The Scoop on our SiriusDecisions Interview – Scary Late: How to Turn a Big Sales Challenge from Trick to Treat

I recently had the pleasure of interviewing Jim Ninivaggi, SiriusDecisions’ Services Director for Sales Enablement in a recent webcast (on-demand here).

One of the most interesting items we discussed is that although a provocative / early approach is all the talk, and that many companies have put together a provocative point of view, you can’t treat all the deals in your pipeline the same. To help bring this point him, Jim used the analogy of a house painter, working at one home on a street with 10 houses.

The painter has already worked on 3 of the other homes on this block several years ago, and they are all due for a repaint.  So for these existing customers, he needs to remind them about what a great job he did, and the value he delivered to them. He also should increase the urgency, reminding them how keeping their current paint job up can save them money in the long run, and proactively deliver a proposal. 

While he is hard at work, three other neighbors see his sign and stop by, telling him how much their houses need to be painted and if he can provide a bid. These homeowners don’t need to be convinced of a repaint, but in his proposal, the painter needs to be sure they understand the unique value he can deliver, that his costs are competitive, and that he represents a known, low risk proposition.

The other 3 homes on the block, these homeowners are the ones where the provocative approach most applies. The opportunity needs to be diagnosed, to assess if they need a painting or not, and if they do, need to understand how a new paint job could improve their homes value and preventative maintenance could prevent damage and actually save them money.

According to Jim, as with the painter, one size does not fit all. Jim's advice, you have to look at your pipelines with a similar lens and adjust the amount and style of the provocative insights you deliver, and that you too likely have the following three groups of opportunities:

1) Existing customers – those who are due for renewal, or have up/cross sell opportunities.  For these opportunities, it’s about proactively proving the value you delivered, and using your successes to prove to other groups what you can do for them too. The provocative insights have a place, especially to frame your differentiation, but should not be the primary focus / applied in the same manner and amount as with a new prospect.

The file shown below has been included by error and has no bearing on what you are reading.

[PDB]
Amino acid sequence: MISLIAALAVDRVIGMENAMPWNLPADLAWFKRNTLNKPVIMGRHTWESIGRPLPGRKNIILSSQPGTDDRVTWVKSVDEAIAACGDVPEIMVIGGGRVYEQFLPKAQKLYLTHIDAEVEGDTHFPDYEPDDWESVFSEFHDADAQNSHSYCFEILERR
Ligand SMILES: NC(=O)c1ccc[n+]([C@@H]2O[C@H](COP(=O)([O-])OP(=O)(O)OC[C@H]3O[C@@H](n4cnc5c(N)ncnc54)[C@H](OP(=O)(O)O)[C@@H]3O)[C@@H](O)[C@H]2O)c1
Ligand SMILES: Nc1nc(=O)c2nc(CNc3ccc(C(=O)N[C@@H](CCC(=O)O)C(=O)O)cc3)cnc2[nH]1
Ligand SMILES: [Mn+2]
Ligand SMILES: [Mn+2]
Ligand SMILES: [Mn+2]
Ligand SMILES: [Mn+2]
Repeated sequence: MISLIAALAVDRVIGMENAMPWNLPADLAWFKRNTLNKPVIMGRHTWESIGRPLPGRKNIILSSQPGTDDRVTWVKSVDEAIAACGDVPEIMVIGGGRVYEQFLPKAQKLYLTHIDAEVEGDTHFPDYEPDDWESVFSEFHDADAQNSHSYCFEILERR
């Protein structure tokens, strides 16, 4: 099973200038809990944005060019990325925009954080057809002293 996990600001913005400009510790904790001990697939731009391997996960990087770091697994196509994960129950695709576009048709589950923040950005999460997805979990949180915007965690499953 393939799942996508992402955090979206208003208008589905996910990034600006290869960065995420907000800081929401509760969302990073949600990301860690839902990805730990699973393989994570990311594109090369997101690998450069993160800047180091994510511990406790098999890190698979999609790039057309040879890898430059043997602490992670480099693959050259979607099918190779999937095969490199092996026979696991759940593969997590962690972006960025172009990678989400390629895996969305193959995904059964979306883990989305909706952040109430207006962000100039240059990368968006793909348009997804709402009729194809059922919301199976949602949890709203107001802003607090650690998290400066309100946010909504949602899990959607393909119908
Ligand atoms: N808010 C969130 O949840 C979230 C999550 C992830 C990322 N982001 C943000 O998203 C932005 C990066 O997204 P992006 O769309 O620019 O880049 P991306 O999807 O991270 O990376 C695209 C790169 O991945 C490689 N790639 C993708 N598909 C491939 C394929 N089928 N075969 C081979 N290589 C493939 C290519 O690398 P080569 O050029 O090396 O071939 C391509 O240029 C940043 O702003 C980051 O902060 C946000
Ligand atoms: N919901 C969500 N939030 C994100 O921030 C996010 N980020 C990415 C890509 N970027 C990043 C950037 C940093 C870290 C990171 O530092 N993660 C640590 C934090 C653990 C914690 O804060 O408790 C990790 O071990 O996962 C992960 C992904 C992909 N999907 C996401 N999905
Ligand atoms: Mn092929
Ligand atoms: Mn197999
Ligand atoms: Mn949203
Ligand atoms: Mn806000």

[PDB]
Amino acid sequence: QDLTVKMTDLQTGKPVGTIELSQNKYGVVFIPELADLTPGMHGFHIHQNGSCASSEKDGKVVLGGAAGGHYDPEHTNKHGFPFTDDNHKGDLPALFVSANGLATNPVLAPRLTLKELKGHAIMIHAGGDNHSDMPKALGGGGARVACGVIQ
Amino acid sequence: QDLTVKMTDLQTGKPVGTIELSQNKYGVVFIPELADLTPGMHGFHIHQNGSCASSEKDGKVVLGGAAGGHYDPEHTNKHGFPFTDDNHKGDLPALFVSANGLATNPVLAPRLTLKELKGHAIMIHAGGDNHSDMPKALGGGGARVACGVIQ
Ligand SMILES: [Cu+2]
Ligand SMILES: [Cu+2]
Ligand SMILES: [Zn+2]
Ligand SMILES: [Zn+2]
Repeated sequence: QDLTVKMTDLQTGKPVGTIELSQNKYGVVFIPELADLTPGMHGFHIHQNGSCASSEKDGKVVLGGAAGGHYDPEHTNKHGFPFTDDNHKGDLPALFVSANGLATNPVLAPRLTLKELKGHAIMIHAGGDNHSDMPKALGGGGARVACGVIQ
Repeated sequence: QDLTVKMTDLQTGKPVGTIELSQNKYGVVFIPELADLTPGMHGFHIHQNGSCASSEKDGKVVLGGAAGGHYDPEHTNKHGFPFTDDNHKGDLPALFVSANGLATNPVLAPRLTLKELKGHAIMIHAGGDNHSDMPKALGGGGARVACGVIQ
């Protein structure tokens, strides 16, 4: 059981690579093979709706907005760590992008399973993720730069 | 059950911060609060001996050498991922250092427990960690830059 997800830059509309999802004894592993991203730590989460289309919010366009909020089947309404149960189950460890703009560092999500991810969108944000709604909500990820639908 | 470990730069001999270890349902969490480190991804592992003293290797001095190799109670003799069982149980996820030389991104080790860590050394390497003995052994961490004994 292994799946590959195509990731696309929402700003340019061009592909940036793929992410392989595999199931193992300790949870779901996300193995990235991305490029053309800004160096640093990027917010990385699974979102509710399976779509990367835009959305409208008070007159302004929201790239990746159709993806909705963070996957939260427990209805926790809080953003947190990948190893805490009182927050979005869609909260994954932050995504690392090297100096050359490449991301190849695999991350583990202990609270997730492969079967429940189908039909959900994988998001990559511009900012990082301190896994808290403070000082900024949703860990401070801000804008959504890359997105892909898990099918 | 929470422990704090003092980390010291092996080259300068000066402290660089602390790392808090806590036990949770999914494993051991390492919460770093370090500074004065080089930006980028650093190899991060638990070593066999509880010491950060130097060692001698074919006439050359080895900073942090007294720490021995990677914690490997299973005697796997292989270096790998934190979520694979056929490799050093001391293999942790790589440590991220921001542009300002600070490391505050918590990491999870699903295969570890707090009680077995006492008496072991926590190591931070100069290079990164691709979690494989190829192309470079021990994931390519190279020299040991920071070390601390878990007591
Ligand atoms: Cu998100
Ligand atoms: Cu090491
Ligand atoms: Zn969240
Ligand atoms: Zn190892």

2) Buyer initiated – where the buyer is already in the decision making process and expresses an interest in your solutions. For these prospects, you can often lose them if you go on and on about the reasons for change, as they already get it. However, you do need to understand why they are interested and how far down the path they are. If the need is already identified, does it look like your solution? If not, you’ll need to reframe provocatively around the business problem best suited to your solution and prove the value of your solution, quantifying the ROI / bottom-line impact so the solution remains a priority. If they are later in the process, it is important to as quickly as possible differentiate your solution by proving you have a lower total cost and deliver superior value.

3) Provider initiated – the buyer is likely not even know aware of the issues they have (of which you can solve), or if they are aware, the issues might not be a priority. Here is where the prospect needs to be convinced to move off the status quo most of all, and where the provocative approach is most obvious. The approach focuses on “Why Change?” and “Why Now?” where you need to present some compelling insights, help diagnose their unique issues, quantify the pain and justify the gain.

The bottom-line according to Jim:
  •  A one-size fits all point of view doesn’t work. You need to approach each sales opportunity with a unique value-oriented approach, some more provocatively and with different insights than others. 
  • There must be content and guidance tools developed for the sales reps in order to make them most successful.
  • You can’t meet the growth goals typically with just one, or even two of these opportunities being successful. You need to succeed at all three of these in order to meet your revenue goals.
This was only one important sales enablement topic we covered in this dramatic Q and A session.

Click here to review the full on-demand webcast / download the presentation:


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